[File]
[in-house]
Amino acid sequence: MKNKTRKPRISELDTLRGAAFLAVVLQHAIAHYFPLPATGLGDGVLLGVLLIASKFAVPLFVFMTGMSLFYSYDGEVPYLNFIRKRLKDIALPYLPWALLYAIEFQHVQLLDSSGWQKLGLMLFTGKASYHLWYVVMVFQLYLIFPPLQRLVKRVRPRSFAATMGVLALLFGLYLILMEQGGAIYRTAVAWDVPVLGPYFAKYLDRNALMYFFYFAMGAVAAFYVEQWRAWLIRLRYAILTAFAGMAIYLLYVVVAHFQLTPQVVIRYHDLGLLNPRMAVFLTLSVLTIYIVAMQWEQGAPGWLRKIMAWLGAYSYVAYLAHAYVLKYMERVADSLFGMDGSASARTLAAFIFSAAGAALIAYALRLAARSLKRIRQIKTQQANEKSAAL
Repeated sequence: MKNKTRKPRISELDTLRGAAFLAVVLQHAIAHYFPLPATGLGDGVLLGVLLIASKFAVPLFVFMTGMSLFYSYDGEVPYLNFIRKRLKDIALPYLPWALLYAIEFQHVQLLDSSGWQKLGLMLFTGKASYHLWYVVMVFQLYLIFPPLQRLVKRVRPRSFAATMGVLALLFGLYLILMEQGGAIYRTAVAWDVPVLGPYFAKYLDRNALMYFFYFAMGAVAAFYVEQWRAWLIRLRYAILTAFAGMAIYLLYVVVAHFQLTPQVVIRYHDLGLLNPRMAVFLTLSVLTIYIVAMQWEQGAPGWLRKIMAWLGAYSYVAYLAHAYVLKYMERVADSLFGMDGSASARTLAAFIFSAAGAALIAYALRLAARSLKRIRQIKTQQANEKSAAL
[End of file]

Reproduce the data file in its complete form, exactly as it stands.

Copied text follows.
[in-house]
Amino acid sequence: MKNKTRKPRISELDTLRGAAFLAVVLQHAIAHYFPLPATGLGDGVLLGVLLIASKFAVPLFVFMTGMSLFYSYDGEVPYLNFIRKRLKDIALPYLPWALLYAIEFQHVQLLDSSGWQKLGLMLFTGKASYHLWYVVMVFQLYLIFPPLQRLVKRVRPRSFAATMGVLALLFGLYLILMEQGGAIYRTAVAWDVPVLGPYFAKYLDRNALMYFFYFAMGAVAAFYVEQWRAWLIRLRYAILTAFAGMAIYLLYVVVAHFQLTPQVVIRYHDLGLLNPRMAVFLTLSVLTIYIVAMQWEQGAPGWLRKIMAWLGAYSYVAYLAHAYVLKYMERVADSLFGMDGSASARTLAAFIFSAAGAALIAYALRLAARSLKRIRQIKTQQANEKSAAL
Repeated sequence: MKNKTRKPRISELDTLRGAAFLAVVLQHAIAHYFPLPATGLGDGVLLGVLLIASKFAVPLFVFMTGMSLFYSYDGEVPYLNFIRKRLKDIALPYLPWALLYAIEFQHVQLLDSSGWQKLGLMLFTGKASYHLWYVVMVFQLYLIFPPLQRLVKRVRPRSFAATMGVLALLFGLYLILMEQGGAIYRTAVAWDVPVLGPYFAKYLDRNALMYFFYFAMGAVAAFYVEQWRAWLIRLRYAILTAFAGMAIYLLYVVVAHFQLTPQVVIRYHDLGLLNPRMAVFLTLSVLTIYIVAMQWEQGAPGWLRKIMAWLGAYSYVAYLAHAYVLKYMERVADSLFGMDGSASARTLAAFIFSAAGAALIAYALRLAARSLKRIRQIKTQQANEKSAAL